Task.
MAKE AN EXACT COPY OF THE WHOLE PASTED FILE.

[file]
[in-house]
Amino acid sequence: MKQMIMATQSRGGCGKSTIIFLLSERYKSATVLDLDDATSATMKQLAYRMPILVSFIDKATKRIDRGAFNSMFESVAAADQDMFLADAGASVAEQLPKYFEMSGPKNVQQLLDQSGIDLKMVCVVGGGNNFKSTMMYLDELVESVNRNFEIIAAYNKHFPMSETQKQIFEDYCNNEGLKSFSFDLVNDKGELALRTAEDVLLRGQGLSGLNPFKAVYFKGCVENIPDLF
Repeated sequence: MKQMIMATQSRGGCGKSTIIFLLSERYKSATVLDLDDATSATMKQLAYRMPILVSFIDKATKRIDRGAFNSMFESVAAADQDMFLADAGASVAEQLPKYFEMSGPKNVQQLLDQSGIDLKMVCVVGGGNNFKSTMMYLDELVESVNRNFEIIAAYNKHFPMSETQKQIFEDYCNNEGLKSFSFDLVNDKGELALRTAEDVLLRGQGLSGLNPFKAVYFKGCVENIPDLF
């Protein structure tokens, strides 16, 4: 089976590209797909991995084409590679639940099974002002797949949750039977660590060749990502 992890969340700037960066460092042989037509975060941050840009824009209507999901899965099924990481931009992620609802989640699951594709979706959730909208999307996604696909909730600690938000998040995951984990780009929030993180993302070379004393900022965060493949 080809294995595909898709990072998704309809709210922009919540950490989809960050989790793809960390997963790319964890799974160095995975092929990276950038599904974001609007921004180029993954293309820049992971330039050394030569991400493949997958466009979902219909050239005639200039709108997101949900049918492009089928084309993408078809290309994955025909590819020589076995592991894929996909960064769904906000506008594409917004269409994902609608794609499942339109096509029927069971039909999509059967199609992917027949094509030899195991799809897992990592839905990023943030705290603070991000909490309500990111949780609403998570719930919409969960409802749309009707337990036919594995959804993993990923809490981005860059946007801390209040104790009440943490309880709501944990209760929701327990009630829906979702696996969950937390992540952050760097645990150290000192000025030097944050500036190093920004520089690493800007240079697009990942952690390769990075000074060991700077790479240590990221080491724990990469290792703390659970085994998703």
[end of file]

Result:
[in-house]
Amino acid sequence: MKQMIMATQSRGGCGKSTIIFLLSERYKSATVLDLDDATSATMKQLAYRMPILVSFIDKATKRIDRGAFNSMFESVAAADQDMFLADAGASVAEQLPKYFEMSGPKNVQQLLDQSGIDLKMVCVVGGGNNFKSTMMYLDELVESVNRNFEIIAAYNKHFPMSETQKQIFEDYCNNEGLKSFSFDLVNDKGELALRTAEDVLLRGQGLSGLNPFKAVYFKGCVENIPDLF
Repeated sequence: MKQMIMATQSRGGCGKSTIIFLLSERYKSATVLDLDDATSATMKQLAYRMPILVSFIDKATKRIDRGAFNSMFESVAAADQDMFLADAGASVAEQLPKYFEMSGPKNVQQLLDQSGIDLKMVCVVGGGNNFKSTMMYLDELVESVNRNFEIIAAYNKHFPMSETQKQIFEDYCNNEGLKSFSFDLVNDKGELALRTAEDVLLRGQGLSGLNPFKAVYFKGCVENIPDLF
């Protein structure tokens, strides 16, 4: 089976590209797909991995084409590679639940099974002002797949949750039977660590060749990502 992890969340700037960066460092042989037509975060941050840009824009209507999901899965099924990481931009992620609802989640699951594709979706959730909208999307996604696909909730600690938000998040995951984990780009929030993180993302070379004393900022965060493949 080809294995595909898709990072998704309809709210922009919540950490989809960050989790793809960390997963790319964890799974160095995975092929990276950038599904974001609007921004180029993954293309820049992971330039050394030569991400493949997958466009979902219909050239005639200039709108997101949900049918492009089928084309993408078809290309994955025909590819020589076995592991894929996909960064769904906000506008594409917004269409994902609608794609499942339109096509029927069971039909999509059967199609992917027949094509030899195991799809897992990592839905990023943030705290603070991000909490309500990111949780609403998570719930919409969960409802749309009707337990036919594995959804993993990923809490981005860059946007801390209040104790009440943490309880709501944990209760929701327990009630829906979702696996969950937390992540952050760097645990150290000192000025030097944050500036190093920004520089690493800007240079697009990942952690390769990075000074060991700077790479240590990221080491724990990469290792703390659970085994998703």